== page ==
“Last minute lectionary” is a series of short thoughts on the week’s narrative/Gospel lectionary reading.
Luke 13:10-17 (NIV)
Jesus Heals a Crippled Woman on the Sabbath
10 On a Sabbath Jesus was teaching in one of the synagogues, 11 and a woman was there who had been crippled by a spirit for eighteen years. She was bent over and could not straighten up at all. 12 When Jesus saw her, he called her forward and said to her, “Woman, you are set free from your infirmity.” 13 Then he put his hands on her, and immediately she straightened up and praised God.
14 Indignant because Jesus had healed on the Sabbath, the synagogue leader said to the people, “There are six days for work. So come and be healed on those days, not on the Sabbath.”
15 The Lord answered him, “You hypocrites! Doesn’t each of you on the Sabbath untie your ox or donkey from the stall and lead it out to give it water? 16 Then should not this woman, a daughter of Abraham, whom Satan has kept bound for eighteen long years, be set free on the Sabbath day from what bound her?”
17 When he said this, all his opponents were humiliated, but the people were delighted with all the wonderful things he was doing.
I’m about halfway through a Kairos course titled “God, the Church and the World.” In this week’s lesson the study material draws an interesting line between the early disciples’ reluctance to spread the Gospel beyond their own people, and the modern day church’s struggle with the same thing. In our preaching it would be easy to restrict our exegesis to the issues of the day: the realities of a class system in first century Judea, the fact that illness was considered a result of sinfulness, the low position of women in that culture and so on. But we would be remiss if we didn’t draw a parallel between the synagogue leader’s attitude and our attitudes today.
There are three main points we can discuss here. In the first place, how accepting are we, as God’s church, of people crippled by sin? Do we have a different attitude towards different types of sin? Are we more lenient with “less visible” types of sin – like pride, arrogance and hatred – than we are with types of sin that are easier to see – like how we are always quick to judge gay people? In this week’s reading, Jesus wasn’t just healing the crippled woman – he was also healing the crippled, legalistic hearts who would have stood in her way. Do we allow him to heal us in this way?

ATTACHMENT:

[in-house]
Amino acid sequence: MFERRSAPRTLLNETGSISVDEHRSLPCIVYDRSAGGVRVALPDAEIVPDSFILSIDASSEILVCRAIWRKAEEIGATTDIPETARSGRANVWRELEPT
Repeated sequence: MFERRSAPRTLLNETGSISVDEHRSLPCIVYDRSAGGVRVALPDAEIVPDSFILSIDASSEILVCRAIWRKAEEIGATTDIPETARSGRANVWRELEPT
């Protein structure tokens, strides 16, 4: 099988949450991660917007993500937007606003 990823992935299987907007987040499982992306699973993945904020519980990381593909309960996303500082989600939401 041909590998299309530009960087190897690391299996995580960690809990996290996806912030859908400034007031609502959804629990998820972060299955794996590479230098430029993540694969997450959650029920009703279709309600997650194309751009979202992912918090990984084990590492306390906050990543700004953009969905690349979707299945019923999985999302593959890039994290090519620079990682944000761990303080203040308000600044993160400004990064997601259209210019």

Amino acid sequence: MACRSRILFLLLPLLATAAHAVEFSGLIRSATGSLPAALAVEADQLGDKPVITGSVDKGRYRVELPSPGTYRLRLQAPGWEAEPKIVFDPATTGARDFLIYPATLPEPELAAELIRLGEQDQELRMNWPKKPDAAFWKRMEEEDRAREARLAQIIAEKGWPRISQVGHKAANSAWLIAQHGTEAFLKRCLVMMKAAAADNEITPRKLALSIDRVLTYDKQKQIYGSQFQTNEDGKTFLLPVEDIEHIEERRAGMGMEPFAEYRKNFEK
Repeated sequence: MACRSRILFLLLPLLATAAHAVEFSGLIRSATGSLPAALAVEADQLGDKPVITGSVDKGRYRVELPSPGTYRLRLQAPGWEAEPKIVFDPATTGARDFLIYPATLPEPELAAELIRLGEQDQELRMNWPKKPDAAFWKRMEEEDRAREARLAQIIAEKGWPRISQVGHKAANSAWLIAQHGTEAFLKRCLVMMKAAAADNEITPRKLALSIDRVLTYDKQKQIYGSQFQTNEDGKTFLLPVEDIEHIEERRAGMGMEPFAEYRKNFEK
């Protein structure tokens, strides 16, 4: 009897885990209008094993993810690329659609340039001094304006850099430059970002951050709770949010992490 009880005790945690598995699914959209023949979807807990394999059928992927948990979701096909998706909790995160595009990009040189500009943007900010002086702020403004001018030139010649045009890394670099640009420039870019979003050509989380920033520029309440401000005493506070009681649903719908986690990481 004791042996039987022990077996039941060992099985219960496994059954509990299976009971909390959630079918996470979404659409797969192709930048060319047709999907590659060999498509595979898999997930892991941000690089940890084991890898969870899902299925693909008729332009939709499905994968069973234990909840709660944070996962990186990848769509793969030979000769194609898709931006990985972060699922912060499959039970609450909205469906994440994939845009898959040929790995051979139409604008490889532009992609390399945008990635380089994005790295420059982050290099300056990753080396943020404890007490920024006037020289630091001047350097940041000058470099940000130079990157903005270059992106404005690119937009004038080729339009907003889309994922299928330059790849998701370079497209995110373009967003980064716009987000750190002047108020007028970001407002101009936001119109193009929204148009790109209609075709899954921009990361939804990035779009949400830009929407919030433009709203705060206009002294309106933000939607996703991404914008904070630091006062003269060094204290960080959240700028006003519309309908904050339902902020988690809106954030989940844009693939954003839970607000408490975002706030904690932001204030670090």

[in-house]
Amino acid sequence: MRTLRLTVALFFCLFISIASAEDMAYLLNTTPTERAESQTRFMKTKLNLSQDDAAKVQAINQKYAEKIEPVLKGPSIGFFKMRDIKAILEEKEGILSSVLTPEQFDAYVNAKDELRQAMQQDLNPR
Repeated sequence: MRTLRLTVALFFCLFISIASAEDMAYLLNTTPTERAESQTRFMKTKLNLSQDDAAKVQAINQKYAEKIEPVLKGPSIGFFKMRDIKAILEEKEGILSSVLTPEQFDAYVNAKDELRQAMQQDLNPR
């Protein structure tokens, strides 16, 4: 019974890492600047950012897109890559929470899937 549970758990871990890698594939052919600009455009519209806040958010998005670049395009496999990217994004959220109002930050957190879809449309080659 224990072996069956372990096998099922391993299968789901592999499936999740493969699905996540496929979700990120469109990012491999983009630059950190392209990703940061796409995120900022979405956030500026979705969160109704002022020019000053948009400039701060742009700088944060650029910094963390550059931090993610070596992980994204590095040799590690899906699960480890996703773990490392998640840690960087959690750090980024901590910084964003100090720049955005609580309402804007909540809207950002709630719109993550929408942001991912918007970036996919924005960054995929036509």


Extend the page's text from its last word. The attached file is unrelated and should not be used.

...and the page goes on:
Interestingly, Jesus here identified the crippled woman as a “daughter of Abraham.” He was reminding the Jews, not very subtly, that she was one of them. Though she was crippled with illness, she was no less an heir than they were. Hooboy! They wouldn’t have liked that comparison. But how do we fare in similar comparisons? If someone entirely unlike us walked into our church – someone visibly “other” – would we accept them as fellow heirs in Christ? (Romans 8:14-17) Or would we think that we are better than they are?
In the second place, how open are we to holy disruption – having our hearts, worship times, comfort zones, congregations and elders challenged by the working of the Holy Spirit? Do we, too, try to urge people to “toe the line” to such an extent that we calcify into “whitewashed tombs” that look good – orderly, slick, presentable – on the outside while our insides are dead, unclean and full of bones (Matthew 23:27) – full of people with deep, unmet spiritual needs?
Lastly, do we free or do we encumber? When Jesus asked whether people didn’t water their animals on the Sabbath, he was also asking why they wouldn’t allow him to “water” this woman so thirstily in need of God and his healing. Above all else, Jesus’ touch is restorative. When we – our pulpits, ministries, fellowship, stewardship boards, blogs, Bible studies – touch the lives of people, does it free them – leading them to Jesus’ living water – or does it encumber them with shame, fear, rejection, cliques, or legalism?
This week’s narrative lectionary reading echoes two earlier Sabbaths back in Luke 6. In the first instance, religious leaders criticised Jesus for allowing his disciples to pluck heads of grain. Jesus response to that was, “The Son of Man is Lord of the Sabbath” (Luke 6:5). In the second instance, Jesus healed a man with a shrivelled hand. It also precedes another Sabbath healing in Luke 14:1-6. Boy, that’s a lot of Sabbath healings, huh? Could this mean something? (Gee, you think?!)
Jesus is Lord of the Sabbath; but more than that, he is Lord. This week’s reading forces us to ask whether we merely proclaim him Lord, or whether we live like he is our Lord. And the surest way to see which side of the equation we as Christians and as churches fall on is to examine how we treat other people.
Many blessings for your sermons,